Oral History Exhibit Explores Vineyard Derby Lore
February 14, 2014
The Martha’s Vineyard Museum has a new exhibit featuring oral-history recordings of some of the best and most memorable fishermen who have participated in the famous the Martha’s Vineyard Striped Bass and Bluefish Derby over the years.
Full interviews of Vineyarders’ Derby experiences and more can be heard in the Museum Library.
For more information about this exhibit, please contact Nathaniel Janick at 508-627-4441 x115.
Here are some highlights and oral history clips from the exhibit:
Listen to veteran fisherman Janet Messineo talk about the inspiration and challenges of her early days of fishing and of ‘putting in her time’ to be accepted as a Derby fisherman.
An early Derby promoter was John Hughes. Better known for his work at the lobster hatchery, he would travel off-island with other organizers to sporting expos to help promote the event. Listen to his memories of those early days.
Cooper and Lela Gilkes have played a key role in the Kids’ Derby. Listen to them explain the ins and outs of this special day.
“Reading the water” is a skill at which good fishermen are adept. Listen to fisherman Paul Schultz talk of the subtle nuances of the ocean, the wind, and fish behavior that every expert fisherman learns to notice as well as Paul’s thoughts on what makes a good fisherman.
Like most fishermen, Derby Association president and charter fisherman Ed Jerome has his favorite fishing spot. Listen to Ed speak of the beauty of night fishing and the never-ending opportunity for learning that fishing offers.
Marion Morton was the wife of Ben Morton, a founding member of the Derby and its leader in the early days. Listen to Marion’s memories of the Derby Queens and the early days of the tournament.
Kib Bramhall remembers Serge “the Mad Russian” de Somov, one of the more memorable Derby participants. Listen to Kib talking with Bob Post about Serge’s remarkable talent.
In its early days, some of the Derby’s prizes were designed to attract people from off-island, at times to the detriment of local residents. Listen to Ralph Grant tell of one such occasion, when he and an off-Island friend were in neck-and-neck competition.
Frances Young and her sister, Vineyard poet Marion Lineaweaver, were avid anglers. They often went fishing with Island fishermen, including Ralph Grant and his brothers. Listen to their fishing stories.
Bob Boren did not participate in the first Derby, but he could remember hearing about it. The Derby lured him back to the Island where he fished for many years and eventually served on the Derby Committee. Listen to Bob recount the early days of the tournament.
Arnold Spofford was an active and important member of the Derby Committee for 15 years. He is also well known for his lures. Listen to Arnold Spofford tell how he developed one of his more famous models, the Ballistic Missile.
For those like Gus Ben David, fishing isn’t a sport, it’s a family function. Listen to Gus talk about the Ben David dynasty.
Fishing creates memories that can never be forgotten. Sometimes these memories take the shape of a mount on the wall, and other times, they become stories that are told time and again. Listen to Ed Belisle talk about his early fishing years and his favorite fishing stories.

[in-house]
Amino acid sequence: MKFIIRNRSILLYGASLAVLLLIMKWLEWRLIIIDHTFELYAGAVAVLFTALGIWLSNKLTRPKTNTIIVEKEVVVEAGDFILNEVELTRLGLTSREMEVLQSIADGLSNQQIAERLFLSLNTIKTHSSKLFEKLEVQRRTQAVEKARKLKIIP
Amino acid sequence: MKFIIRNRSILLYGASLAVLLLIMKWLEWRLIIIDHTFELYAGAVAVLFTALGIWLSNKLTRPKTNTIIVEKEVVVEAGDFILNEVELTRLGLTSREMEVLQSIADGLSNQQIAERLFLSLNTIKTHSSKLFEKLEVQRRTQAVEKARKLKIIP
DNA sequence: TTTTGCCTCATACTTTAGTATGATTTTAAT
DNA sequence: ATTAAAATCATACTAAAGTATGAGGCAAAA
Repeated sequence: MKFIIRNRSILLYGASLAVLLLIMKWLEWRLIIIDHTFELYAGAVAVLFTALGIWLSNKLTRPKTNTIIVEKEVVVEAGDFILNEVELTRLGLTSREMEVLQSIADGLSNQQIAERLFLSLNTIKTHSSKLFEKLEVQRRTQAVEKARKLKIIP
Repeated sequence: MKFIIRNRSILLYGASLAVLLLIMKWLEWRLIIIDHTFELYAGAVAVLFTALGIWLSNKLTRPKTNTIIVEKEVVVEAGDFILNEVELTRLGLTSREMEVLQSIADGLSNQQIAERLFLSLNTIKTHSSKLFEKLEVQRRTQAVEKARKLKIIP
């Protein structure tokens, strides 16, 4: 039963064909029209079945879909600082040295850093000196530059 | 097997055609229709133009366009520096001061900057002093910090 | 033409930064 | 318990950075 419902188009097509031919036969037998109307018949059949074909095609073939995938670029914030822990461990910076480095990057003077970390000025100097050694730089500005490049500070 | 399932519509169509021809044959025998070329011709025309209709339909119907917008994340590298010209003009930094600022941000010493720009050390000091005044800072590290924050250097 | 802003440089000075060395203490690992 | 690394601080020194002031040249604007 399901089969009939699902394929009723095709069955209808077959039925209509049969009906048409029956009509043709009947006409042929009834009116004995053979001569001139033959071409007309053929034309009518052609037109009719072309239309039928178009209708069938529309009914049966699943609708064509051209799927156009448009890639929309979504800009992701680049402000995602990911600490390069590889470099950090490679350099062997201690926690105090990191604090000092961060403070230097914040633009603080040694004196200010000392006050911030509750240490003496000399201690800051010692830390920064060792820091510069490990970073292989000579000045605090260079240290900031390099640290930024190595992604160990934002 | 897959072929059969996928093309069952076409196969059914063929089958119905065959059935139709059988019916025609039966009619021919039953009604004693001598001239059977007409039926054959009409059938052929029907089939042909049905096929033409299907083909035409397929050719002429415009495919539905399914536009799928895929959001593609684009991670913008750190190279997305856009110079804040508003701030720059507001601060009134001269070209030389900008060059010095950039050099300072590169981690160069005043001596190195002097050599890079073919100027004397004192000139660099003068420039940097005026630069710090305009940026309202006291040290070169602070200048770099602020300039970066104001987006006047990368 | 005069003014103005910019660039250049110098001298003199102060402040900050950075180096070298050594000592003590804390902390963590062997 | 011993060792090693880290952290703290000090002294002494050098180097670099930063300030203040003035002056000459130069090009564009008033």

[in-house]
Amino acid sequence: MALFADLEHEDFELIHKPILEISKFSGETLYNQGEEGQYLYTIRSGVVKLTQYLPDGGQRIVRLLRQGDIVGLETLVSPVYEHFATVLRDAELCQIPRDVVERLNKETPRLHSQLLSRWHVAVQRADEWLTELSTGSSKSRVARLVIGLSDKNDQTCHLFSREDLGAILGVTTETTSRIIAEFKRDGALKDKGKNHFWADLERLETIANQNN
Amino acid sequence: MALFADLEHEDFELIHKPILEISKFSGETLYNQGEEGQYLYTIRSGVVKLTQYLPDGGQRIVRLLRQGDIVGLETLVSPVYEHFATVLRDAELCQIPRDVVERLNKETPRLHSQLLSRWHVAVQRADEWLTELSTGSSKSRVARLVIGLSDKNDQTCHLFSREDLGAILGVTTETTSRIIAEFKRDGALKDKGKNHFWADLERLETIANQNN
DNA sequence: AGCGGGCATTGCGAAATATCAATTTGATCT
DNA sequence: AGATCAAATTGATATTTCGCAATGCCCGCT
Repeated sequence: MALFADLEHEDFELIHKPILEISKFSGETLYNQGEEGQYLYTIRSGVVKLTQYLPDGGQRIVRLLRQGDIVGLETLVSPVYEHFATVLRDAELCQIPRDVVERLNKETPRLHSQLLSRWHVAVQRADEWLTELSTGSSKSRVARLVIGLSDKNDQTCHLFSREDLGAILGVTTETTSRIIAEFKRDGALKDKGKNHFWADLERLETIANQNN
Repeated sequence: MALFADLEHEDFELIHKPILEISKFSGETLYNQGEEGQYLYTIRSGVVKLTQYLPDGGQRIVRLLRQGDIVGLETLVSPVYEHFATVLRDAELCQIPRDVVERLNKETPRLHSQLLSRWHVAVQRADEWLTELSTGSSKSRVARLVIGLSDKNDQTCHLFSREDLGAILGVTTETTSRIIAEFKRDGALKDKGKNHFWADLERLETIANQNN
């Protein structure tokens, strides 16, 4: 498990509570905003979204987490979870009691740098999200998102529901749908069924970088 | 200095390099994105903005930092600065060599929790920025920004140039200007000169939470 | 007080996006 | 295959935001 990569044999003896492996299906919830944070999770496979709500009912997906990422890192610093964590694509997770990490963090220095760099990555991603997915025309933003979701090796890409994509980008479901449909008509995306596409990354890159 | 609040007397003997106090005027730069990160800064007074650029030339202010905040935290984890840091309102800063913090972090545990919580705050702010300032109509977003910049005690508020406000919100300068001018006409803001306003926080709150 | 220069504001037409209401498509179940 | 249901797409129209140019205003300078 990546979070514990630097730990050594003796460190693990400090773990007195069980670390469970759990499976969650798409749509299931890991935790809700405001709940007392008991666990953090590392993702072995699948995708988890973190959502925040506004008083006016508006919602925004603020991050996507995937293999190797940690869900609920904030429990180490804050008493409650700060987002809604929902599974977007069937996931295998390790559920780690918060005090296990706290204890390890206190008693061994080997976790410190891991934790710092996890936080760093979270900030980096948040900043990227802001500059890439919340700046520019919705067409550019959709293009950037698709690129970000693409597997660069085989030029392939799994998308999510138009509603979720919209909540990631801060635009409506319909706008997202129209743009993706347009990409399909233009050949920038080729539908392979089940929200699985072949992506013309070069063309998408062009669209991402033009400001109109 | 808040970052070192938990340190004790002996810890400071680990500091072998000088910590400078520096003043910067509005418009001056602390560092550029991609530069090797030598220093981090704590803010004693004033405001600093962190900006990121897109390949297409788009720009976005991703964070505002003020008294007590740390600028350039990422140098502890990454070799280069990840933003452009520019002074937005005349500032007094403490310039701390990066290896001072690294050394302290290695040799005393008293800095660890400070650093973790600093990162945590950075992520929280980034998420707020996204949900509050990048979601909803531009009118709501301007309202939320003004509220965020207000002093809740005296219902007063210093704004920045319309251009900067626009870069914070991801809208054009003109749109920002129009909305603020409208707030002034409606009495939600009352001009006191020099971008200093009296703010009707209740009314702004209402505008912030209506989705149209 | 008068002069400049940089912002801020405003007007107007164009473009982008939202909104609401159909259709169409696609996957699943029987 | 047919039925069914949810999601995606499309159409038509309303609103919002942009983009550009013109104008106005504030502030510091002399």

Who caught the fish? The one who hooked it or the one who reeled it in? It is an age-old question that has decided bets and ruined friendships. For Howard Andrews, the question was easily answered. Listen to this story of true sportsmanship.
Fishermen often speak of solitary enjoyment that fishing brings, but it also can bring pleasure to whole families. Listen to Jack Weldon talk about how his family celebrated his son’s Derby victory.
Derby prizes have ranged from the extravagant to the absurd (300 chopsticks anyone?), but regardless of the size of the prize, everyone who has ever won returns home with pride. Listen to Ed Tyra remember a friend’s joy from an unlikely source.
The fish that got away would grow in size. The fish that were caught met Helen Scarborough. For years, she worked at the weigh-station, keeping records by chalkboard and paper. Listen to Helen’s memories of her work as the official record-keeper of the Derby.
Everyone who registers for the Derby gets a button with the year and their number on it. Anglers who enter year after year end up with a lot of buttons. Like many Derby competitors, Alfred Wilde saved his. He created a decorative painting and display of his 30-year collection. Listen to him talk about some of those 30 years he has “gone fishing”.
Bob Post loved to fish so much he wrote a book about it. In 1986 and 1987, he interviewed some of the Vineyard’s most heralded fishermen. Those interviews would be transformed into the much loved Reading the Water. When he passed away, his wife donated the interviews to the museum. A number of those interviews are featured in the exhibit. In 1986, Bob was in contention to win the Derby. Each morning, he diligently recorded the WMVY Sports Report to check to see if he was still in the lead. Coincidentally, he also recorded the announcement of Lee Welch’s record weakfish, a record that still stands today. Listen to this radio recording and drift back in time.
The most critical change that the Derby saw was the Striped Bass Moratorium. Listen to Cooper Gilkes remember how the difficult decision to temporarily remove the Striped Bass from the Competition was made.